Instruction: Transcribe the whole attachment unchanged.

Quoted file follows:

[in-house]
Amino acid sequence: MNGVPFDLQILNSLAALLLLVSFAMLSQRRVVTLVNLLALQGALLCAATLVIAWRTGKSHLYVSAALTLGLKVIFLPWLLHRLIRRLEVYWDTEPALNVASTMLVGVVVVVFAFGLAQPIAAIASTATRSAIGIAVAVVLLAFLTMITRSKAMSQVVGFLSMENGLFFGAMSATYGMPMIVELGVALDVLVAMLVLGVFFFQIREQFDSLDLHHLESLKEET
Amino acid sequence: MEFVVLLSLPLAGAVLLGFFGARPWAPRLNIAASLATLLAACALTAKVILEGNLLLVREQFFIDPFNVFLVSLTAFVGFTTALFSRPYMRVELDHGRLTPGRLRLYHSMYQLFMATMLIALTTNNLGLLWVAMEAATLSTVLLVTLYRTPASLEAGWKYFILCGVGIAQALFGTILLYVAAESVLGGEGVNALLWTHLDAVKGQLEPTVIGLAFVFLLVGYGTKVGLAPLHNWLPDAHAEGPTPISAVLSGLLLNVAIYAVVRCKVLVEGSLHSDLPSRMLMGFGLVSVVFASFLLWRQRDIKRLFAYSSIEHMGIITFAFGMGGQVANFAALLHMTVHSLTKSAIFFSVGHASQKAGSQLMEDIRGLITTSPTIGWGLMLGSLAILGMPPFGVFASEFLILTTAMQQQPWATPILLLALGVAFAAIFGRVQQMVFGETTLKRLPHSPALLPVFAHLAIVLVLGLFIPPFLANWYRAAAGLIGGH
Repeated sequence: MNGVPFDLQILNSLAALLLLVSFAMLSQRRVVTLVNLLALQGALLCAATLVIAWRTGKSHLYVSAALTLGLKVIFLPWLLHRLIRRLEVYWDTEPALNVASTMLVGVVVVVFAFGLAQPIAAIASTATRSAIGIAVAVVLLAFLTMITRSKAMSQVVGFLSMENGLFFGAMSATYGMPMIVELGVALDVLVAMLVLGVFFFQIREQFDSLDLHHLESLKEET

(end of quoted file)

[in-house]
Amino acid sequence: MNGVPFDLQILNSLAALLLLVSFAMLSQRRVVTLVNLLALQGALLCAATLVIAWRTGKSHLYVSAALTLGLKVIFLPWLLHRLIRRLEVYWDTEPALNVASTMLVGVVVVVFAFGLAQPIAAIASTATRSAIGIAVAVVLLAFLTMITRSKAMSQVVGFLSMENGLFFGAMSATYGMPMIVELGVALDVLVAMLVLGVFFFQIREQFDSLDLHHLESLKEET
Amino acid sequence: MEFVVLLSLPLAGAVLLGFFGARPWAPRLNIAASLATLLAACALTAKVILEGNLLLVREQFFIDPFNVFLVSLTAFVGFTTALFSRPYMRVELDHGRLTPGRLRLYHSMYQLFMATMLIALTTNNLGLLWVAMEAATLSTVLLVTLYRTPASLEAGWKYFILCGVGIAQALFGTILLYVAAESVLGGEGVNALLWTHLDAVKGQLEPTVIGLAFVFLLVGYGTKVGLAPLHNWLPDAHAEGPTPISAVLSGLLLNVAIYAVVRCKVLVEGSLHSDLPSRMLMGFGLVSVVFASFLLWRQRDIKRLFAYSSIEHMGIITFAFGMGGQVANFAALLHMTVHSLTKSAIFFSVGHASQKAGSQLMEDIRGLITTSPTIGWGLMLGSLAILGMPPFGVFASEFLILTTAMQQQPWATPILLLALGVAFAAIFGRVQQMVFGETTLKRLPHSPALLPVFAHLAIVLVLGLFIPPFLANWYRAAAGLIGGH
Repeated sequence: MNGVPFDLQILNSLAALLLLVSFAMLSQRRVVTLVNLLALQGALLCAATLVIAWRTGKSHLYVSAALTLGLKVIFLPWLLHRLIRRLEVYWDTEPALNVASTMLVGVVVVVFAFGLAQPIAAIASTATRSAIGIAVAVVLLAFLTMITRSKAMSQVVGFLSMENGLFFGAMSATYGMPMIVELGVALDVLVAMLVLGVFFFQIREQFDSLDLHHLESLKEET